Sunday, October 20, 2013


The term "assassin" usually applies to hired killers or those that have killed persons of influence for some other gain beyond the dollar. John Wilkes Booth, Gavrilo Princip, Lee Harvey Oswald, James Earl Ray, and Mark David Chapman are just a few that history has provided in just the last 100 years. 
Interestingly, all of these killers used firearms. Don't think for a minute that all assassins use guns. Just ask Georgi Markov.
The Bulgarian dissident writer who fled the Communist Regime and moved to the West was standing at a London bus stop in 1978.  Feeling a sharp pain in his thigh, he turned to see man holding an umbrella. Upon reporting to work, Markov mentioned the incident to co-workers. As the day moved along, a fever developed and soon worsened. Three days later, he was dead.
His co-workers mentioned the bus stop incident to the police. Suspicious that his death was really a successful "hit" (after two known unsuccessful attempts), a full autopsy was performed. A small metal capsule had been stabbed (or shot) into his leg. It was covered in a sugar-like coating designed to melt at body temperature. Eventually, ricin flooded his system.  Extracted from castor beans, this poison is lethal in doses that would compare to a few salt grains from your average shaker. 
His assassin was never caught though the individual was rumored to be hired by the KGB.

We know it wasn't the critter in the photo below even though they use a similar modus operandi. 
Known to some as an Assassin Fly, this handsome critter is officially known to entomologists as a Robber Fly.  As a predator, you could perhaps think of it as robbing its prey of life.  Call it what you will, if you pay attention to the beasties of the wild, you will see one before too long. 

Officially members of the family Asilidae (Uh-SILL-uh-day), Robber Flies are true honest-to-goodness flies (unlike Dragonflies which are completely different). Found on all continents except Antarctica, over 7,000 species have been described in science.  Over 1,000 can be found in North America alone.

The big ones can be almost two inches long.   It is what they do with that two-inch body that helps them earn the name (which ever you choose to use).  Using the six powerful legs, flying prey is literally snagged from mid-air.  That prey, by the way, can include just about anything that is small enough for them to capture.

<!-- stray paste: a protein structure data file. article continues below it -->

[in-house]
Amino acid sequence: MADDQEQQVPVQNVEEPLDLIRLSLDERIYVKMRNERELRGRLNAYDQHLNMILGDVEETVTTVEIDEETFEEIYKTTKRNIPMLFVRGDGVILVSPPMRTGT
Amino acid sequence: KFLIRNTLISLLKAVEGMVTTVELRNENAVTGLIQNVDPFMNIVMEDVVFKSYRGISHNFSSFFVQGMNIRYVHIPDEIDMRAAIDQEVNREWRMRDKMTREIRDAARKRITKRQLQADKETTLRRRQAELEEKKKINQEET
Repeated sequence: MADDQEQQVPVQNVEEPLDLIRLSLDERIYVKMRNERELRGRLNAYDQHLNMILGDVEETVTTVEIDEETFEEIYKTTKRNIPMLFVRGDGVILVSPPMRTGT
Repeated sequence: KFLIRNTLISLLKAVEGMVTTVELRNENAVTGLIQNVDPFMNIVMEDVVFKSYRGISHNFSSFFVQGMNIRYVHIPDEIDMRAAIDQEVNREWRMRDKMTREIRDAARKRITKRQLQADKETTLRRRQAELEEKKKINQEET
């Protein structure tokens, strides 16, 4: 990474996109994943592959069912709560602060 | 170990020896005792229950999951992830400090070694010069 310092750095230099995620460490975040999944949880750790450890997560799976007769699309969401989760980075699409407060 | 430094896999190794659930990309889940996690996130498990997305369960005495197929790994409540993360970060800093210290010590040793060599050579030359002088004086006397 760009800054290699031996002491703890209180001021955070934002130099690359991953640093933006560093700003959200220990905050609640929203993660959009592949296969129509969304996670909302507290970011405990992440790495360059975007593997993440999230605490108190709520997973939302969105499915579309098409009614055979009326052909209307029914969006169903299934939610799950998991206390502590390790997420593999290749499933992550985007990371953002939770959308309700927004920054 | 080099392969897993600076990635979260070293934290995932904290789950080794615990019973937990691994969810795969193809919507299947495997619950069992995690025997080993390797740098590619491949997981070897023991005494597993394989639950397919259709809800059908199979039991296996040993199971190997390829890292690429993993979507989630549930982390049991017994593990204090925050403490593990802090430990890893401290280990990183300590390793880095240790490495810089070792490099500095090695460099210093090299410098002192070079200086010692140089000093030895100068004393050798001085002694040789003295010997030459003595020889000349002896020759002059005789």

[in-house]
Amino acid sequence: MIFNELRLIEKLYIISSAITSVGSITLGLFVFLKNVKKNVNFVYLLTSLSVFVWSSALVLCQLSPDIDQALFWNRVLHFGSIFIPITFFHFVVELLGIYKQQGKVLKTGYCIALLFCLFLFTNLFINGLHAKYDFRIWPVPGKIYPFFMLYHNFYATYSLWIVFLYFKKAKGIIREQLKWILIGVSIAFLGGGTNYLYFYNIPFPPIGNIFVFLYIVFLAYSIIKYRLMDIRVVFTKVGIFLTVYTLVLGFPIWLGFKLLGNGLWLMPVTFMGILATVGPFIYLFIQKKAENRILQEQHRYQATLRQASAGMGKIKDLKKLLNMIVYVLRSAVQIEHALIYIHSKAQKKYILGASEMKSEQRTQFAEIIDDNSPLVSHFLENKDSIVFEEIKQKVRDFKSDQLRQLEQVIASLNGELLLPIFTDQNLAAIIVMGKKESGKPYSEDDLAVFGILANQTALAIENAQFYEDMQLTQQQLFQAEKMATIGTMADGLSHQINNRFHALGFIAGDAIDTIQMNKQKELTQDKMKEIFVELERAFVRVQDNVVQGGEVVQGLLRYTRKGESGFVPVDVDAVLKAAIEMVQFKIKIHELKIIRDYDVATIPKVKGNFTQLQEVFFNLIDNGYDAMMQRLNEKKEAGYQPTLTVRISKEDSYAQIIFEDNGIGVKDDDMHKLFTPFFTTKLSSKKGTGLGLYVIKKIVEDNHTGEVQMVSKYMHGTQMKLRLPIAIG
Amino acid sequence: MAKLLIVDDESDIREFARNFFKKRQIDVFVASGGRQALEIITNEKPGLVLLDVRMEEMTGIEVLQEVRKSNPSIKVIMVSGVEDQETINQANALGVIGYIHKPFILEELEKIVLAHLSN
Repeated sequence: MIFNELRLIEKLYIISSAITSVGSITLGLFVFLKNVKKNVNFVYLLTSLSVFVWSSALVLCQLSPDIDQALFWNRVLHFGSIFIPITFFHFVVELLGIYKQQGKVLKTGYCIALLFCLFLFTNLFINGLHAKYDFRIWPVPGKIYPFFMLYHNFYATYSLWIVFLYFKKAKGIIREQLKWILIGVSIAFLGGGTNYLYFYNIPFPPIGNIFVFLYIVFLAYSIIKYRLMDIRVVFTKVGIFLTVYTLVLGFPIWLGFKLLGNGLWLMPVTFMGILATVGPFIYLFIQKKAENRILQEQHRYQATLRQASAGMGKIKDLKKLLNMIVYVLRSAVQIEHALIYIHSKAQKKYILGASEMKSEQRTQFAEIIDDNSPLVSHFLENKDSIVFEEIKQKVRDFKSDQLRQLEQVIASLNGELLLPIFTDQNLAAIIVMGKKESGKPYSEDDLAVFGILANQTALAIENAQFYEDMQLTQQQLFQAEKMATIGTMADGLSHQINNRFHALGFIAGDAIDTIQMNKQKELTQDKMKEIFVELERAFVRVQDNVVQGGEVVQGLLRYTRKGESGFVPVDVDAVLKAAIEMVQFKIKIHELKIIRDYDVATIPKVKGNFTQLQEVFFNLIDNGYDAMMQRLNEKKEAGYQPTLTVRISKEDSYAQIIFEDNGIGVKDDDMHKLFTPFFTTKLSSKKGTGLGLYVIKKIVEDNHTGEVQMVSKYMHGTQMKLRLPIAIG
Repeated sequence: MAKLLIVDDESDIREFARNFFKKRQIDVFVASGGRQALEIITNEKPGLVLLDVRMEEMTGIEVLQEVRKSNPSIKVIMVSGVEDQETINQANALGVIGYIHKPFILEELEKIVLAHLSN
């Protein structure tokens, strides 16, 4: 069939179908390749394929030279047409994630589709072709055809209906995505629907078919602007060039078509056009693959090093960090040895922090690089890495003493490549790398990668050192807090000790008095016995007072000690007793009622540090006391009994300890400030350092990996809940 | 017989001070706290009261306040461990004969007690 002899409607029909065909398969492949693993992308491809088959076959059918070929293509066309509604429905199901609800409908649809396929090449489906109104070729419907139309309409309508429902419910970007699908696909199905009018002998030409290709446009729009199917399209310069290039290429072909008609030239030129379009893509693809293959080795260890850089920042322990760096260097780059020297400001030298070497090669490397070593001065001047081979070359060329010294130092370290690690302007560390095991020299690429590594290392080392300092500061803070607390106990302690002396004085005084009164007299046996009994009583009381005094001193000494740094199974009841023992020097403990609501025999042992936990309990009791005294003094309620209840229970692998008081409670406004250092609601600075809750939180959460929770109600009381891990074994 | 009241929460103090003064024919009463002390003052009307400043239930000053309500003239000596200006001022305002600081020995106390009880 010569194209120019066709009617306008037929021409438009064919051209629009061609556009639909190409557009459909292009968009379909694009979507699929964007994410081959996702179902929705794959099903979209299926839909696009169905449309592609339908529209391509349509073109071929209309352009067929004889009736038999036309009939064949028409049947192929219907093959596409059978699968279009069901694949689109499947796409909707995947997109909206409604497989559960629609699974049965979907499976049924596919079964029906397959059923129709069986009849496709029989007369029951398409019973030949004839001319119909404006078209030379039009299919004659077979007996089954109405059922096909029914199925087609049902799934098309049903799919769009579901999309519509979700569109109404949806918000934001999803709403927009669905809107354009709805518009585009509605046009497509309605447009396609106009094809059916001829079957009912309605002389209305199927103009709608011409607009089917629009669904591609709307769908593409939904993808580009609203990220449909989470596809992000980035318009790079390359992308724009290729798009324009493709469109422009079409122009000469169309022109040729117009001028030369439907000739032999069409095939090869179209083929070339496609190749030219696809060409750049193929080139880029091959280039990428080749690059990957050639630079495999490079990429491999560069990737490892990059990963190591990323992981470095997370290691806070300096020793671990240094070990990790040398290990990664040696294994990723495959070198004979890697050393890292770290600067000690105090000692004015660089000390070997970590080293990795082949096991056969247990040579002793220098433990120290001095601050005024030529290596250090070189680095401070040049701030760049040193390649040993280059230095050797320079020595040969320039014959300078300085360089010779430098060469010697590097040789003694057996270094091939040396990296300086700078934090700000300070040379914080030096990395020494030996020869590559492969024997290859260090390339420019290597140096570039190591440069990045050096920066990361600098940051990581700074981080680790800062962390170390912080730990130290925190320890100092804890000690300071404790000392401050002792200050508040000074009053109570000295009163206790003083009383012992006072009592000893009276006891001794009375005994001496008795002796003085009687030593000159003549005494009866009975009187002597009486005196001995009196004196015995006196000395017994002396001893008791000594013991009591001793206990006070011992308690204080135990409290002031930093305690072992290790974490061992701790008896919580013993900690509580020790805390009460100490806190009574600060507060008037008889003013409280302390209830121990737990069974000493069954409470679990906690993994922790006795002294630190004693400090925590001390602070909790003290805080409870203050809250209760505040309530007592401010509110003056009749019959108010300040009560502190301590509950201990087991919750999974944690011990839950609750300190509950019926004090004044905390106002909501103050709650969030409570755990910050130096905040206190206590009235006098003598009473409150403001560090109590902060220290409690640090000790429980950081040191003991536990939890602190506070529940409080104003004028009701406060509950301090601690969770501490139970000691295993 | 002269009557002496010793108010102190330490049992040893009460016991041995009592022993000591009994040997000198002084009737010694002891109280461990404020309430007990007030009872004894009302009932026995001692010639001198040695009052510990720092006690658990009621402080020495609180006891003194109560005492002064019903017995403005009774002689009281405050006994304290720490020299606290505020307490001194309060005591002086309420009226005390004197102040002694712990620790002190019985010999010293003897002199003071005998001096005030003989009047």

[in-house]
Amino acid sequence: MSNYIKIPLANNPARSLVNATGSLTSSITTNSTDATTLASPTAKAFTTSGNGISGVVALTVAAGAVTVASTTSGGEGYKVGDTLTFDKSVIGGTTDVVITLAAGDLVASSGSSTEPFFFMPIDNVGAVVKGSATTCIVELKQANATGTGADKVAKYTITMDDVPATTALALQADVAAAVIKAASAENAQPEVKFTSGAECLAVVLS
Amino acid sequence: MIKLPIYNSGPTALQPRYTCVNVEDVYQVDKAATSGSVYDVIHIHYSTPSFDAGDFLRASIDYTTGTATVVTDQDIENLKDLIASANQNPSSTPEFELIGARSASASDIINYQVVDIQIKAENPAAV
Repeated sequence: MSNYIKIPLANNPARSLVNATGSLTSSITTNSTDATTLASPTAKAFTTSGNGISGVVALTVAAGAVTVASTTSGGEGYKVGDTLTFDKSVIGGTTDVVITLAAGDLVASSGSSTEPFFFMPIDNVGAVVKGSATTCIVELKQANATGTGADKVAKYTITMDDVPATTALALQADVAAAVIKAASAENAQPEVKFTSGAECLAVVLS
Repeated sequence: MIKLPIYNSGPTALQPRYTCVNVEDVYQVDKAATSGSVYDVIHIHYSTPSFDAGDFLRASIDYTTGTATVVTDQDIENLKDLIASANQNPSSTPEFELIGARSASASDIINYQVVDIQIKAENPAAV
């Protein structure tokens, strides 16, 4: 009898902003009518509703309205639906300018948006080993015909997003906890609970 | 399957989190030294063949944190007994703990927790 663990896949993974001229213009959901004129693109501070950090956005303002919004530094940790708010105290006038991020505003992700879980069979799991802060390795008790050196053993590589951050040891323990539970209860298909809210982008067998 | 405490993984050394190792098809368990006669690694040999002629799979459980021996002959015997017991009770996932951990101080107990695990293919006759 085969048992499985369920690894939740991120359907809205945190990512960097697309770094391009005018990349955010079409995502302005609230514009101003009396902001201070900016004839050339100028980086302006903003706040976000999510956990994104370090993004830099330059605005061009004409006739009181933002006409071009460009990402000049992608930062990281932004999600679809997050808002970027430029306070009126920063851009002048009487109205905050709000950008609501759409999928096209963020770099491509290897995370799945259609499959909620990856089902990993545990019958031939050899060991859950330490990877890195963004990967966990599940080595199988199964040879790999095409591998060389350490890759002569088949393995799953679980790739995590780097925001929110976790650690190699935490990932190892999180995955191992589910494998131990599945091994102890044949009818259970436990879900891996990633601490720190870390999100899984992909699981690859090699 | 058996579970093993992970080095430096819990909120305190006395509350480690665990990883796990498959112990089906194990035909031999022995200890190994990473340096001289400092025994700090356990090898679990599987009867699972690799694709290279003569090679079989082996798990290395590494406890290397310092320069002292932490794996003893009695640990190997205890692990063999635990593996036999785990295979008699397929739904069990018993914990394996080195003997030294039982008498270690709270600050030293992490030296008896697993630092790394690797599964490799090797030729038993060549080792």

Keep in mind, the use of the word small is more of a reference for us.  For them, their prey is often as big as they are! Other flies, wasps, butterflies, true bugs, and dragonflies are just some of the things that find themselves in the Robber Fly death-grip.

But it is not the gripping that does the killing. It is their mouth.  No biting here.  Nope, they poke.  Armed with a short, stout probiscis (pro-BOS-kiss), they stab the prey after they have secured a grip.  Protein-dissolving enzymes are injected into the prey's body.  Paralysis sets in and internal tissues break down. The "flow", if you will, then reverses.  Instead of injecting more enzymes in to the prey, the dissolved guts are sucked out.  (Remember, insects have an exoskeleton so the gooey innards are contained in a shell much like juice in a drink box with the straw filling the role of the proboscis.) Hunting resumes for another liquid lunch.  

Now think back to Mr. Markov....
Prey.  Predators.  Ingenious needle-like delivery systems.  Toxins. Death.

Who would have thought that the animal world and world of global espionage would have anything in common.  

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